Heating experts have revealed all the most common areas you're likely to lose energy in your home, and have recommended some cheap and easy fixes.
Having draughts around your house is sometimes unavoidable, as there are so many areas that cold air from outside can enter your home. But as well as being unpleasant, they can make your home less energy-efficient and you'll waste more money on heating bills.
In order to reduce the amount of heat that's escaping from your house, an expert from Village Heating has shared the areas that are most likely to be affected and how to stop it from happening.
Heating specialist Tony Adams told the Express: "Heat leaks are responsible for a huge amount of energy lost in rooms around the house. This is a particular issue in old, larger homes.
"While there are obvious heat-leak points - like windows and doors - there are some other common sources of draughts which many of us don't think about.
"Finding a way to insulate these can stop warm air leaking out and cold air from getting in, meaning homes are naturally warmer and energy bills are cut down."
Here are some unlikely ways that heat can be lost from your home, and the cheap and easy ways to stop the problem.
Keyholes are one of the "most forgotten-about sources of draughts and heat leaks", according to the expert.
To prevent this from happening, Tony said: "A really quick, budget-friendly way to cover your key-holes is to buy a keyhole cover, which you can easily attach to the inside of your door."
They're a better option than trying to plug the keyhole by yourself, as the covers often push open when the door is unlocked.
Costing as little as £2.99 per cover, they're a cost-friendly way to minimise draughts in your home.
Things like light switches and plug sockets are notorious for letting cold air in, especially if they're located on external walls.
But you should never insert anything into them to block out draughts and instead opt for a placing foam insulation spray around them.
Tony explained: "Use a foam cleaner to wipe away any excess foam after the application, and then leave to dry for around 15 minutes - after which time it will no longer be tacky. These are available in most hardware stores, and on Amazon.
"Opt for a low-expanding foam when selecting your product and when spraying, don’t put any into sockets directly."
Attics and basements
The average attic is responsible for around 25 percent of heat loss from any home, according to Village Heating, with basements coming in at 20 percent.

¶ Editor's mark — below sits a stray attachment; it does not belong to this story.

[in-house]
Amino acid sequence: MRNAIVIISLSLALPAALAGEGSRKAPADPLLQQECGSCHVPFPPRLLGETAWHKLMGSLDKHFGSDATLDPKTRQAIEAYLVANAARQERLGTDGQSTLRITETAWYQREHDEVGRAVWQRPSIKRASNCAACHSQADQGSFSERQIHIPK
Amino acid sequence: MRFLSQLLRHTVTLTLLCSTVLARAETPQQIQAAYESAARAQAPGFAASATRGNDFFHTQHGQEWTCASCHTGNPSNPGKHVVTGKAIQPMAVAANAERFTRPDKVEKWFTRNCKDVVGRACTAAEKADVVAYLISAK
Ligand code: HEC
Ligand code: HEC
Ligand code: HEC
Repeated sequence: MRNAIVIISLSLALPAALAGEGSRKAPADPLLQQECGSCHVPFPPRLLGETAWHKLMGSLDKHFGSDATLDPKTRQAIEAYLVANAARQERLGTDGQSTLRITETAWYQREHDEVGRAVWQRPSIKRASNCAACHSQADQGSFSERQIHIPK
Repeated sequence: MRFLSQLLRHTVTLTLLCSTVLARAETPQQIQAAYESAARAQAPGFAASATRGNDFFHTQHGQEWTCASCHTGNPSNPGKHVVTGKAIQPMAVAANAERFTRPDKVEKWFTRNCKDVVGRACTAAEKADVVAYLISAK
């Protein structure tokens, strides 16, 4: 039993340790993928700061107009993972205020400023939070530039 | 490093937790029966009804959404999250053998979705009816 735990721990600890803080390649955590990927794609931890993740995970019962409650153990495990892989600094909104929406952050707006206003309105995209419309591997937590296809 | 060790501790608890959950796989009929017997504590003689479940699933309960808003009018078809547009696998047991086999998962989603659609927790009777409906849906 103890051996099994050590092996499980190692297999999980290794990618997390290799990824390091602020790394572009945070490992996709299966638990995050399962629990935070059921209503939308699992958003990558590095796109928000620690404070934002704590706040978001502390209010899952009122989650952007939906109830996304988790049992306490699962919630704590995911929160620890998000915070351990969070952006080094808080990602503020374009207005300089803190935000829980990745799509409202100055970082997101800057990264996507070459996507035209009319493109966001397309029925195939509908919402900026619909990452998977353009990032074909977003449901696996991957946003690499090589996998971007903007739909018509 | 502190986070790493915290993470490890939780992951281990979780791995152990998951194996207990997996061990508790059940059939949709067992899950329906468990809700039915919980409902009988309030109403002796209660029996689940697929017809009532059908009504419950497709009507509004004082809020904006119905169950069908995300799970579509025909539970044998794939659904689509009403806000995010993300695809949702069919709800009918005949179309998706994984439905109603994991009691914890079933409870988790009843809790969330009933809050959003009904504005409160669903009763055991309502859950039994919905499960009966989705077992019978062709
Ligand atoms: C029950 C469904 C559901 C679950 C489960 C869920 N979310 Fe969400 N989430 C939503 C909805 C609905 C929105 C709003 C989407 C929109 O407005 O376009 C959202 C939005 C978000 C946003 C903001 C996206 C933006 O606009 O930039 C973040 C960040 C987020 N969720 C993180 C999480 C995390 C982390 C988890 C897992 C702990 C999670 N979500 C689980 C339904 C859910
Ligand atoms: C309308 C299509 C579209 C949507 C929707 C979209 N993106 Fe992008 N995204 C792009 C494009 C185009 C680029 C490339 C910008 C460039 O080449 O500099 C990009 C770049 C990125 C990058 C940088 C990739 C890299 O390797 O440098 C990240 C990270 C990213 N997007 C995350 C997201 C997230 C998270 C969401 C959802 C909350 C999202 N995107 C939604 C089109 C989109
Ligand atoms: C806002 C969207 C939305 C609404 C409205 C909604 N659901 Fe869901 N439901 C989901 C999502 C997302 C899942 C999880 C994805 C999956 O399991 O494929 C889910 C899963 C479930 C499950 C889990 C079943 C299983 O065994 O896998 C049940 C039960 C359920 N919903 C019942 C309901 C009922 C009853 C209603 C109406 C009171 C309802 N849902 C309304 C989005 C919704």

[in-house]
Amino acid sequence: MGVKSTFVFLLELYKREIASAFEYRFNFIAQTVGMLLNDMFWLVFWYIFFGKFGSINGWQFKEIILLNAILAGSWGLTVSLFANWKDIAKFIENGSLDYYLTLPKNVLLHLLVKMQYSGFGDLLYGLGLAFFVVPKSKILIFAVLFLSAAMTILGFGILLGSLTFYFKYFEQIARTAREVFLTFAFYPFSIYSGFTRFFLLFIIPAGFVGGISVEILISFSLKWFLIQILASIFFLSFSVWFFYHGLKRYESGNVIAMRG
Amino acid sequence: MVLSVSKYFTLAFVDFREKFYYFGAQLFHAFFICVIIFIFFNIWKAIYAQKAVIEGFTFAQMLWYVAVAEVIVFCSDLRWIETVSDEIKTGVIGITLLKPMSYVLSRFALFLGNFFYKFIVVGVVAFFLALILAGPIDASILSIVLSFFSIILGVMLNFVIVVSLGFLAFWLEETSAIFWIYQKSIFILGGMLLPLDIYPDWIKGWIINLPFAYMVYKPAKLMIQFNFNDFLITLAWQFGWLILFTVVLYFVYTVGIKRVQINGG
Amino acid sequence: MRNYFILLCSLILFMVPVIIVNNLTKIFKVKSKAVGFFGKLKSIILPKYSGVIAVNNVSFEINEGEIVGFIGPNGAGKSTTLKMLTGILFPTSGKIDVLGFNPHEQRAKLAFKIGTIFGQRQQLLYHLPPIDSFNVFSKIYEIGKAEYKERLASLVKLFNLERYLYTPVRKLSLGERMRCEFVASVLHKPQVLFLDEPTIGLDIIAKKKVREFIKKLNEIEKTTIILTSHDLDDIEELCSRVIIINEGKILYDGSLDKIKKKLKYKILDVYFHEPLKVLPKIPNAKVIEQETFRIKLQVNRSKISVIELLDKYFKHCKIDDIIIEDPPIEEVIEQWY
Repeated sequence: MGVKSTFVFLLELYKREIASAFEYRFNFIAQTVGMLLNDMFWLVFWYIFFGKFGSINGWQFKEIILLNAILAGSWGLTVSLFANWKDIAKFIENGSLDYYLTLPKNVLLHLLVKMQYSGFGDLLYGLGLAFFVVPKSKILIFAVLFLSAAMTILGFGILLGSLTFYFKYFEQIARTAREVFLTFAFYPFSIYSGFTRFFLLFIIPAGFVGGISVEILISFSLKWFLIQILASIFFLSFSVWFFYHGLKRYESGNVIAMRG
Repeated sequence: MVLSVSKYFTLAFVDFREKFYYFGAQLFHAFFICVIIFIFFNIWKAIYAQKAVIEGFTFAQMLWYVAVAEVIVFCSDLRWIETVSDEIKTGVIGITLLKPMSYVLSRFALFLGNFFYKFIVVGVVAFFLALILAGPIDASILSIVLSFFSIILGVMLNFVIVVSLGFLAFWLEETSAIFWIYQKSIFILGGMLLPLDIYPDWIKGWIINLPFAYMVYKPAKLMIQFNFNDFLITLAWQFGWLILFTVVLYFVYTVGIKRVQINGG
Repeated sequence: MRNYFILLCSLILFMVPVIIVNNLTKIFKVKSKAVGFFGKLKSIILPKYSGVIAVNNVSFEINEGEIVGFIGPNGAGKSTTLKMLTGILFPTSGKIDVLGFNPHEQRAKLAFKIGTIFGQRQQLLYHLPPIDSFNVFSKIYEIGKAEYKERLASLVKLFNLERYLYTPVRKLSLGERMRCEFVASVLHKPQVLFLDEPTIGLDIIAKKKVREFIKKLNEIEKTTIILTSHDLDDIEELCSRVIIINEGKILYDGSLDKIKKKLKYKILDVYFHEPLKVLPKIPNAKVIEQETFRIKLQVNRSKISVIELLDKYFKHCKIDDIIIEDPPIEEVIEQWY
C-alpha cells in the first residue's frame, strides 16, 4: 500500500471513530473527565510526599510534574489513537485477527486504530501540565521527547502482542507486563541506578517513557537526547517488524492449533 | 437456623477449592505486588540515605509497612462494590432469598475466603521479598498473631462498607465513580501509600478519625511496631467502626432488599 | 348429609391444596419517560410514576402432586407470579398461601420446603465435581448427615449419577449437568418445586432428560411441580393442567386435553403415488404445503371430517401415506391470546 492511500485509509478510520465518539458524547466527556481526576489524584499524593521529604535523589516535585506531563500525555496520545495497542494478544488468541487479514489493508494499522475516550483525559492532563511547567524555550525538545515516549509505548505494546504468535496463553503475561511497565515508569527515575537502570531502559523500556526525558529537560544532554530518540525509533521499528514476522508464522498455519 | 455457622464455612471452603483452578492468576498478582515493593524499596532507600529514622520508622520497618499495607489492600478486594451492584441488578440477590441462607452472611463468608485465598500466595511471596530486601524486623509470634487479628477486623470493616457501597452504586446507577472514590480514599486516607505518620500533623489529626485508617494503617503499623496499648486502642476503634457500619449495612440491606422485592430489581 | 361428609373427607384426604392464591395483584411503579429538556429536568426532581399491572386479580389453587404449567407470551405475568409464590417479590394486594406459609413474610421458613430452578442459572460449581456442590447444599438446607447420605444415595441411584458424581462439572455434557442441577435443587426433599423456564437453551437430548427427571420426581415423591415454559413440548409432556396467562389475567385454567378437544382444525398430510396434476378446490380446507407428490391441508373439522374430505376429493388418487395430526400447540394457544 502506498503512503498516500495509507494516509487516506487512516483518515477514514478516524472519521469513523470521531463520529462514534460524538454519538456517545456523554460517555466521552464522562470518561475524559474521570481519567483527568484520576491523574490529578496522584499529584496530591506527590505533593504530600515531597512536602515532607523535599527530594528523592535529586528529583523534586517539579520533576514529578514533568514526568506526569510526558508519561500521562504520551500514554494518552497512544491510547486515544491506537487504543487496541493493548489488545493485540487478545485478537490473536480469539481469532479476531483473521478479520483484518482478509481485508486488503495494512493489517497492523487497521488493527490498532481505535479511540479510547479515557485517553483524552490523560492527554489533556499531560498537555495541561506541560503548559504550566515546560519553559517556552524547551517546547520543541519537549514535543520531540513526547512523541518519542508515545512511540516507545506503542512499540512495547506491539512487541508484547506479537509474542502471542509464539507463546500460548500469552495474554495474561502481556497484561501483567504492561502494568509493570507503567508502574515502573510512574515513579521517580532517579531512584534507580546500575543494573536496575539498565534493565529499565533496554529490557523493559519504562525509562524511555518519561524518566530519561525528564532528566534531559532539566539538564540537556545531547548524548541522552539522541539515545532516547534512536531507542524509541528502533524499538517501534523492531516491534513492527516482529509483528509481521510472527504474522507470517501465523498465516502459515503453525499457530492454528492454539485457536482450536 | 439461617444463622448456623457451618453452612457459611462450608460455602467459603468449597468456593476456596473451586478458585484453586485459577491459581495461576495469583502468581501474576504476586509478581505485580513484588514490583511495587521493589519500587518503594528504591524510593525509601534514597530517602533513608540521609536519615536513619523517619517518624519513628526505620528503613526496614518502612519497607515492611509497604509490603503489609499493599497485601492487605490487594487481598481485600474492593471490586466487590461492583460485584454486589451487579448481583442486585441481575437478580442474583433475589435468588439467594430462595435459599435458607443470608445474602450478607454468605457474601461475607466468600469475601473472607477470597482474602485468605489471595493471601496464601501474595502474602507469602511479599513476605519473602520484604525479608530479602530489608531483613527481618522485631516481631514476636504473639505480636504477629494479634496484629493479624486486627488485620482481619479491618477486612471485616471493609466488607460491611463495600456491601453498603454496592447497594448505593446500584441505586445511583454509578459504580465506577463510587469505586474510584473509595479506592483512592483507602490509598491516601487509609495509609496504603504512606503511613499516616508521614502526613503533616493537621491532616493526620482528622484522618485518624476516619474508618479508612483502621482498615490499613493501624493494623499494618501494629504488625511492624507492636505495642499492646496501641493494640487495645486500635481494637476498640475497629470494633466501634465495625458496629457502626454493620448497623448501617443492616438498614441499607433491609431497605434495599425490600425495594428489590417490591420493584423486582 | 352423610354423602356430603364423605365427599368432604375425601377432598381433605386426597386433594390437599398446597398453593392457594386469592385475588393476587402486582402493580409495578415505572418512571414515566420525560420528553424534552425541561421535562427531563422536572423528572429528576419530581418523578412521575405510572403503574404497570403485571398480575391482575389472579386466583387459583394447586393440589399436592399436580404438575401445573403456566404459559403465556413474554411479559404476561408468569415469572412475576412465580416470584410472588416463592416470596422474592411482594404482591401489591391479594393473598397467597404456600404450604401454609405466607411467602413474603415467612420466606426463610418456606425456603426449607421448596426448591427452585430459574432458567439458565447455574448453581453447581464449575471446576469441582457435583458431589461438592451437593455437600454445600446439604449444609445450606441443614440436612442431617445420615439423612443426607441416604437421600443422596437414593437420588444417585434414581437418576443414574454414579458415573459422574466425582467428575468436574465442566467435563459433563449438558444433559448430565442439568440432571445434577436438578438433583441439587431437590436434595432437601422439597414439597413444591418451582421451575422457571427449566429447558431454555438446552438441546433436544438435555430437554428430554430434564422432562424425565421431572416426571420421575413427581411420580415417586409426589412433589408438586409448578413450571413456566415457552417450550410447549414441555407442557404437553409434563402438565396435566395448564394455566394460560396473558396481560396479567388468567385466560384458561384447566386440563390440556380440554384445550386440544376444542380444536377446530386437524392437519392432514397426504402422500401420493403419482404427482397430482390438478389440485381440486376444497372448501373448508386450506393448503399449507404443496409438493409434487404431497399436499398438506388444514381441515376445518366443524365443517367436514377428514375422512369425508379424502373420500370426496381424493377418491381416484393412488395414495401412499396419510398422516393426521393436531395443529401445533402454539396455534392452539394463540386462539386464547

To prevent heat from escaping through these rooms, Tony recommends draught-proofing the attic hatch using self-adhesive foam tape which costs around £2.99 from Amazon or hardware stores.
The expert explained that for flat loft hatches, households should apply the tape onto the surface of the frame that faces up into the loft space.
Stick it directly to all the edges, meaning that when the hatch is closed, the tape will create a seal that stops air passing through.
For hinged attic hatches, the process is slightly different. Apply the tape facing downwards into the living space below, meaning that when the hatch is pushed closed it will create a seal.
Because they're connected to the chimney, cold air from outside has a direct entry passage straight into your home.
But it's simple enough to draught-proof them, as Tony explained: "The first way to stop warm air being pulled out through your chimney is to fit a draught excluder. There are many different places you can buy these, with prices ranging from £20 to £50.
"When selecting your draught excluder, choose one made of wool - as this is breathable while also an effective insulator. Don't forget to take out the draught excluder from the inside of your chimney before lighting a fire, as these can be a common source of household fires."
You can also get a chimney cap fitted, which costs around £150, but Village Heating says households can apparently save £110 per year on energy bills after getting this installed.
According to Tony, around 10 to 20 percent of all the heat in our home is lost via the floor.
Bare floorboards are the worst for this, so he recommends putting in carpets or laying down a rug to help minimise any cold draughts that are coming up.
The electrician added: "Opt for a rug with a heavyweight pile. The density of the rug makes all the difference when it comes to keeping the heat in, as heat is trapped in between fibres for longer."
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